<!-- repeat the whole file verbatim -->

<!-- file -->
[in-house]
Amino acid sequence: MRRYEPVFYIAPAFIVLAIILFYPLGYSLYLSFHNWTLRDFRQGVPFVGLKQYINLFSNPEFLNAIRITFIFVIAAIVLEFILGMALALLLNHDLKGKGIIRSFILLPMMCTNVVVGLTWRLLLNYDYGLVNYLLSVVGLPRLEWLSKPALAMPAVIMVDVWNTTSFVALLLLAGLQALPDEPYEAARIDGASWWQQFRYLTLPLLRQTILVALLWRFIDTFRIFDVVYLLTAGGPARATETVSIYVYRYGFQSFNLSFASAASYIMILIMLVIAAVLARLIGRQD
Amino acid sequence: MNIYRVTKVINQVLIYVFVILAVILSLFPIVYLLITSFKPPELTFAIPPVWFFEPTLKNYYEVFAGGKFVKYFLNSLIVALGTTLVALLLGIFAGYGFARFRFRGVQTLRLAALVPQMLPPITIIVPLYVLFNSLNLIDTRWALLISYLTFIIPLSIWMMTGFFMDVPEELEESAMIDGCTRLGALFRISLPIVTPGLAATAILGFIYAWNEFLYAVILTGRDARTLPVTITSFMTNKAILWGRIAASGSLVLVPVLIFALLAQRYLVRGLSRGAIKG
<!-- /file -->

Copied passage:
[in-house]
Amino acid sequence: MRRYEPVFYIAPAFIVLAIILFYPLGYSLYLSFHNWTLRDFRQGVPFVGLKQYINLFSNPEFLNAIRITFIFVIAAIVLEFILGMALALLLNHDLKGKGIIRSFILLPMMCTNVVVGLTWRLLLNYDYGLVNYLLSVVGLPRLEWLSKPALAMPAVIMVDVWNTTSFVALLLLAGLQALPDEPYEAARIDGASWWQQFRYLTLPLLRQTILVALLWRFIDTFRIFDVVYLLTAGGPARATETVSIYVYRYGFQSFNLSFASAASYIMILIMLVIAAVLARLIGRQD
Amino acid sequence: MNIYRVTKVINQVLIYVFVILAVILSLFPIVYLLITSFKPPELTFAIPPVWFFEPTLKNYYEVFAGGKFVKYFLNSLIVALGTTLVALLLGIFAGYGFARFRFRGVQTLRLAALVPQMLPPITIIVPLYVLFNSLNLIDTRWALLISYLTFIIPLSIWMMTGFFMDVPEELEESAMIDGCTRLGALFRISLPIVTPGLAATAILGFIYAWNEFLYAVILTGRDARTLPVTITSFMTNKAILWGRIAASGSLVLVPVLIFALLAQRYLVRGLSRGAIKG